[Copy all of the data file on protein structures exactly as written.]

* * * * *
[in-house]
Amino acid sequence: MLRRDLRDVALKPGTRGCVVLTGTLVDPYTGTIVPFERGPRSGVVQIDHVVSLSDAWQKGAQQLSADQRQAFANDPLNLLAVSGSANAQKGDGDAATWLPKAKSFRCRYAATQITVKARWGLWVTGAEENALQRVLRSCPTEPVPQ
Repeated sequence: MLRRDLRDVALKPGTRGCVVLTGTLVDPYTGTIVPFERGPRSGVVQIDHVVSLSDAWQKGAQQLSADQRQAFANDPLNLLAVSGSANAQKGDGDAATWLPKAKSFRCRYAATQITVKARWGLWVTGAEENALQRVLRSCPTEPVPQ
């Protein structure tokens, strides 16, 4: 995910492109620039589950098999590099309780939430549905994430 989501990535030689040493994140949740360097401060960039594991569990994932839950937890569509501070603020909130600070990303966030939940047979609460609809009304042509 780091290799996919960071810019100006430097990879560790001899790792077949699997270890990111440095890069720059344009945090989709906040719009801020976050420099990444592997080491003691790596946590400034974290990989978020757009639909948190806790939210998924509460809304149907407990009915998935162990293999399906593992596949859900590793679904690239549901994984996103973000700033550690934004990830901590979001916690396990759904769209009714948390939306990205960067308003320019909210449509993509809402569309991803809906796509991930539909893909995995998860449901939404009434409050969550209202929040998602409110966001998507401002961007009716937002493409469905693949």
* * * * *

[in-house]
Amino acid sequence: MLRRDLRDVALKPGTRGCVVLTGTLVDPYTGTIVPFERGPRSGVVQIDHVVSLSDAWQKGAQQLSADQRQAFANDPLNLLAVSGSANAQKGDGDAATWLPKAKSFRCRYAATQITVKARWGLWVTGAEENALQRVLRSCPTEPVPQ
Repeated sequence: MLRRDLRDVALKPGTRGCVVLTGTLVDPYTGTIVPFERGPRSGVVQIDHVVSLSDAWQKGAQQLSADQRQAFANDPLNLLAVSGSANAQKGDGDAATWLPKAKSFRCRYAATQITVKARWGLWVTGAEENALQRVLRSCPTEPVPQ
């Protein structure tokens, strides 16, 4: 995910492109620039589950098999590099309780939430549905994430 989501990535030689040493994140949740360097401060960039594991569990994932839950937890569509501070603020909130600070990303966030939940047979609460609809009304042509 780091290799996919960071810019100006430097990879560790001899790792077949699997270890990111440095890069720059344009945090989709906040719009801020976050420099990444592997080491003691790596946590400034974290990989978020757009639909948190806790939210998924509460809304149907407990009915998935162990293999399906593992596949859900590793679904690239549901994984996103973000700033550690934004990830901590979001916690396990759904769209009714948390939306990205960067308003320019909210449509993509809402569309991803809906796509991930539909893909995995998860449901939404009434409050969550209202929040998602409110966001998507401002961007009716937002493409469905693949």